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Kalua v/s Kinna & Others

    Civil Second Appeal No. 164 of 1991

    Decided On, 04 August 2011

    At, High Court of Rajasthan


    For the Appellant: Vijay Kumar Jangir, Counsel. For the Respondents: B.L. Agarwal, S.K. Budania, Counsels.

Judgment Text

1. This second appeal has been filed by defendant-appellant against judgment and decree dated 31.08.1991 passed by Additional District Judge No.1, Bharatpur, whereby he dismissed the appeal filed by defendant-appellant and confirmed the judgment and decree dated 25.07.1989 passed by learned Munsiff Magistrate No.2, Bharatpur.

2. Plaintiff-respondent Kinna filed a suit for redemption of mortgage of 'Birat' which is a right of scavenging in the area situated in Mohalla Jatavan, Village Kumher, District Bharatpur. The suit was filed on 21.08.1984 alleging therein that Ramhet, plaintiff's grandfather, was having two brothers, namely, Ghure and Lohre. Ghure was having a son; Chalana and Lohre was having two sons, namely, Shivli and Kishore. All the three, Chalana, Shivli and Ghure expired leaving no legal representatives behind them and their rights of scavenging were succeeded by legal representatives Kalua @ Bihari. Sons of Kalua are plaintiff Kinna and defendants no.2 and 3 and one Shri Sumran, who has since died and his legal representatives were brought on record as defendants no.4 to 10 and arrayed as Proforma respondents herein. Plaintiff mortgaged his aforesaid right of Birat to defendant-appellant for Rs.800/- in Samvat Year 2015. As per customs prevalent in the 'Harijans' no interest is payable on the amount of which the Birat is used to be mortgaged. The mortgagee is allowed to earn money out of such mortgaged Birat till redemption takes place and that such mortgage can be redeemed at any time. Plaintiff wanted to redeem the mortgage by making payment of Rs.800/- to defendant-appellant but he did not give back the Birat after taking the money. An application was made to Gram Panchayat by the plaintiff with the aforesaid allegations.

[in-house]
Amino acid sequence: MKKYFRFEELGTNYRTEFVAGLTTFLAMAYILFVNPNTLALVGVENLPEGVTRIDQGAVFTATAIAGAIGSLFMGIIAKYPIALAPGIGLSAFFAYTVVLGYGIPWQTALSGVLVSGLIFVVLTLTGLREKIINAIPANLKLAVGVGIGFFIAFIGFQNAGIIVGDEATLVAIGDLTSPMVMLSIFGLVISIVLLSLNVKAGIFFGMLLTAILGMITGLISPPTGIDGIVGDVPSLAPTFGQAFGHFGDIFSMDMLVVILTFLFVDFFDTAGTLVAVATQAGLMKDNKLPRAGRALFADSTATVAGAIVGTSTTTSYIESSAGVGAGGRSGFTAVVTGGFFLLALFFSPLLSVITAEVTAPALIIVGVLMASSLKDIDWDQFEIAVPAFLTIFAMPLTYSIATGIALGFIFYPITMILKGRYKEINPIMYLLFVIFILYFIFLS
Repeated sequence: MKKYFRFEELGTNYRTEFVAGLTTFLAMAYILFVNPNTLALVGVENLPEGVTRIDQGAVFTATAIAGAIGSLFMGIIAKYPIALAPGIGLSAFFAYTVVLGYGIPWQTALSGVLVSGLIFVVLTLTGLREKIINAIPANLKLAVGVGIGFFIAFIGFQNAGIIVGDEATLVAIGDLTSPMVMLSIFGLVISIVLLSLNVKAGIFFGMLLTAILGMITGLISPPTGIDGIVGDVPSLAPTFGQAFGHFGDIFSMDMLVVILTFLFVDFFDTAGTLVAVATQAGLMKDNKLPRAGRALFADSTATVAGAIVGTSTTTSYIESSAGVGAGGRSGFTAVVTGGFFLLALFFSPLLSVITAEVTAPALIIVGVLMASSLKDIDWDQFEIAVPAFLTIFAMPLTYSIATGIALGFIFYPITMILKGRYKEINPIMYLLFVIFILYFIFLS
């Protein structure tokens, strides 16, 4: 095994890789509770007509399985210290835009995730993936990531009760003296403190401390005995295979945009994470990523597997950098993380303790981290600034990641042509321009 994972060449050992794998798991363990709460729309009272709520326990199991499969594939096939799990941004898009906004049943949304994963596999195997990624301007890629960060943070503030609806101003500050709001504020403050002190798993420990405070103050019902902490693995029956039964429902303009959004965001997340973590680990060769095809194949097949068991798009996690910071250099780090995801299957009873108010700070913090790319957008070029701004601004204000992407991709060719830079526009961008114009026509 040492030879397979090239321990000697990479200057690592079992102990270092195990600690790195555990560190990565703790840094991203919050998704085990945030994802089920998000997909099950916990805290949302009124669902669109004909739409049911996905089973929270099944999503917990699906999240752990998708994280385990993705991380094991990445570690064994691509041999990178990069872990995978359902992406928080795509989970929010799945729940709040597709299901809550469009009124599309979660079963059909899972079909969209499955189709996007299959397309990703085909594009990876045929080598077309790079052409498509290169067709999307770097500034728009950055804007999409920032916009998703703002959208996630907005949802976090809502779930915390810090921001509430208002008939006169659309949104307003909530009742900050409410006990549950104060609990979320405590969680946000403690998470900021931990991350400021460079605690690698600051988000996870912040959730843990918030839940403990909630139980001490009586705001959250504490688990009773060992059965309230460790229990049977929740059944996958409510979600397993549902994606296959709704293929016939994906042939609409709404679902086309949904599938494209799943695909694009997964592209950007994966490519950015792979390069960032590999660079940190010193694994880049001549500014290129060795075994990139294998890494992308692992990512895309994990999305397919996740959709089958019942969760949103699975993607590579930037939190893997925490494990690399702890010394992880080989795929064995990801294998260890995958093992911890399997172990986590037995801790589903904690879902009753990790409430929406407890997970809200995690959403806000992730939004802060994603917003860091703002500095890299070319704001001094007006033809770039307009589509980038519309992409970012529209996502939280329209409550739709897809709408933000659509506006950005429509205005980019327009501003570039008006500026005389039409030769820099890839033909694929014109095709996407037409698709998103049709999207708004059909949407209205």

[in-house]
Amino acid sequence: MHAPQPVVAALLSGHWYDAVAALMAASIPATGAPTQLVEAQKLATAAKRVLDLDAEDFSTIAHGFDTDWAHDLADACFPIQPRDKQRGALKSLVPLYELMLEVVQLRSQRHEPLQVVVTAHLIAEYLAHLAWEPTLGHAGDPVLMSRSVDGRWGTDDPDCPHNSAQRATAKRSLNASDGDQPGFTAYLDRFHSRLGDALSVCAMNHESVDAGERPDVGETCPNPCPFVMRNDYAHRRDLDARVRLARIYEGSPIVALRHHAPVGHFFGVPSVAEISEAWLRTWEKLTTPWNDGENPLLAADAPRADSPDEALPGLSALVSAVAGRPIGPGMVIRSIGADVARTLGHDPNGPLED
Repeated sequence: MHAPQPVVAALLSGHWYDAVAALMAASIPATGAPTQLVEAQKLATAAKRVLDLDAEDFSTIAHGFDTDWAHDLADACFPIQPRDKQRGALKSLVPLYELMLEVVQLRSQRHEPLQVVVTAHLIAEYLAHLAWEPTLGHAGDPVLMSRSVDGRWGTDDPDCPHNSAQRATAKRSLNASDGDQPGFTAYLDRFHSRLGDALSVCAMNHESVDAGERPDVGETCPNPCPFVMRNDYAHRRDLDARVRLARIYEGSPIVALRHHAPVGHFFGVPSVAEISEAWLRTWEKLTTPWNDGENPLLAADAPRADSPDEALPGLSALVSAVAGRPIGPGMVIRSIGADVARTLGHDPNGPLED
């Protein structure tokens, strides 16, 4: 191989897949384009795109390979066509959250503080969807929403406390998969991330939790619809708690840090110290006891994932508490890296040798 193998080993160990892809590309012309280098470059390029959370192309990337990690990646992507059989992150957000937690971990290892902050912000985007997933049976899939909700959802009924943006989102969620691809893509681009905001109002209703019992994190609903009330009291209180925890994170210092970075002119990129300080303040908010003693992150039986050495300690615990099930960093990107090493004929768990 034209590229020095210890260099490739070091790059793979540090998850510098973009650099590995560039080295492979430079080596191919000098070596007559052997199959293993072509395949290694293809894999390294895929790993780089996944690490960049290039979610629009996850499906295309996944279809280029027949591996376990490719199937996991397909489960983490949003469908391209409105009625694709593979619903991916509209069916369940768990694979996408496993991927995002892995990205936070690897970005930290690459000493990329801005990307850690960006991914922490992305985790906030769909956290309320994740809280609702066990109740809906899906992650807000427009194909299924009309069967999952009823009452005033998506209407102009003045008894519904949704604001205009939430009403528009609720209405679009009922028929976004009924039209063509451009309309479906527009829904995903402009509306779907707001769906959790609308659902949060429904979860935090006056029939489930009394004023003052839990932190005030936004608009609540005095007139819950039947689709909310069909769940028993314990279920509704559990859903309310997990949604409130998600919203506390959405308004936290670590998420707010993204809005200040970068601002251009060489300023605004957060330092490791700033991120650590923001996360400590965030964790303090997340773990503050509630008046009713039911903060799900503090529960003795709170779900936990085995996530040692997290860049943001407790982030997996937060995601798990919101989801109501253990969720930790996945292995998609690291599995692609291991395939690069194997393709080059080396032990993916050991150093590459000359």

3. Defendant-appellant contested the suit by filing written statement. Learned trial court decreed the suit against which defendant-appellant filed first appeal, which too was dismissed. Hence, this second appeal.